• Utilize existing technology that will enable Division Supervisors, Operations Section Chiefs, and Safety Officers to know in real time, 1) where the fire is, and 2) where the firefighters are. The Holy Grail of Firefighter Safety. When you think about it, it’s crazy that we sometimes send firefighters into a dangerous environment without knowing these two very basic things. Last month Tom Harbour told me that he was very concerned that, for example, someone in Washington would be accessing the data from thousands of miles away and order that a firefighter move 20 feet to the left. That can be managed. Making the information available to supervisors on the ground can save lives.

What are your recommendations?

Wildfire fatality trends

Last week Secretary of Agriculture Tom Vilsack reported that 13 wildland firefighters lost their lives in the line of duty in 2015. That was an increase from 2014 when there were 10 fatalities, and was about a third of the 34 that were killed in 2013 — that year included the deaths of 19 members of the Granite Mountain Hotshots near Yarnell, Arizona.

The National Interagency Fire Center has statistics about line of duty deaths going back to 1910. During that time, according to their numbers, 1,099 firefighters died.

wildland firefighter Fatalities 1960-2015

In looking at the 105 years of NIFC data there appears to be an increasing trend. The figures below are the average number of fatalities each year for the indicated time periods:

1910-2015: 10.5
1910-1959: 6.9
1960-1989: 10.2
1990-2015: 17.0

One likely explanation for the apparent increase is that 80 to 105 years ago probably not all fatalities were reported or ended up in a centralized data base, especially those that occurred on state or locally protected lands. Even if we only look at the figures since 1960, as in the chart above, it still shows a steep increase over those 55 years.

It is possible in the last 25 years the reporting of fatalities and the collection of the data has been somewhat more consistent and complete. The chart below covers that period, from 1990 through 2015, and has a slight downward trend, which would be even more obvious if not for the 19-person crew that passed away in 2013 on the Yarnell Hill Fire.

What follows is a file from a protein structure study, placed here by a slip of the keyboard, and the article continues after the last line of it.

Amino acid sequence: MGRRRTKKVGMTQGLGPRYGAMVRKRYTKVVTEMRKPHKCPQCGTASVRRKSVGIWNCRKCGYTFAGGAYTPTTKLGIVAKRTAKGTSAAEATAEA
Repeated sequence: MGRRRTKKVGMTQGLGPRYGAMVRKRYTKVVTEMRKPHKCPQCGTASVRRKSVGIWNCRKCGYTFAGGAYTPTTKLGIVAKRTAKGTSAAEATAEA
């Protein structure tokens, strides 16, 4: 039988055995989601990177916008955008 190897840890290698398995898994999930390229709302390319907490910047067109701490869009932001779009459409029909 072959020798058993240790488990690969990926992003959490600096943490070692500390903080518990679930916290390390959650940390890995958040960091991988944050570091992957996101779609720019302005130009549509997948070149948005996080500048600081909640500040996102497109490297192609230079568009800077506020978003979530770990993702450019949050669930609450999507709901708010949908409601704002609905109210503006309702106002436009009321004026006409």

wildland firefighter Fatalities 1990-2015

I can’t prove that there was under-reporting of wildland firefighter fatalities during most of the 20th century, but if a firefighter was killed on a vegetation fire in Missouri in 1921, I can see how that statistic may not have made it into the data base that is now maintained at NIFC.

So what does all this mean? Individuals can look at the same batch of statistics and develop vastly different interpretations. However, it would not be prudent to assume that the fatality rate almost tripled from the first part of the 105-year period to the last 25 years. There are several ways to analyze data like this. The least complex is to look at the trend of the raw numbers of fatalities year to year. A more complex and meaningful method would be to determine the fatality RATE. For example, the fatalities per million hours spent traveling to and working on fires. That would be impossible to ferret out during most of the last 105 years. But the firefighting agencies should be able to find a way to begin collecting this information, if they don’t have it already.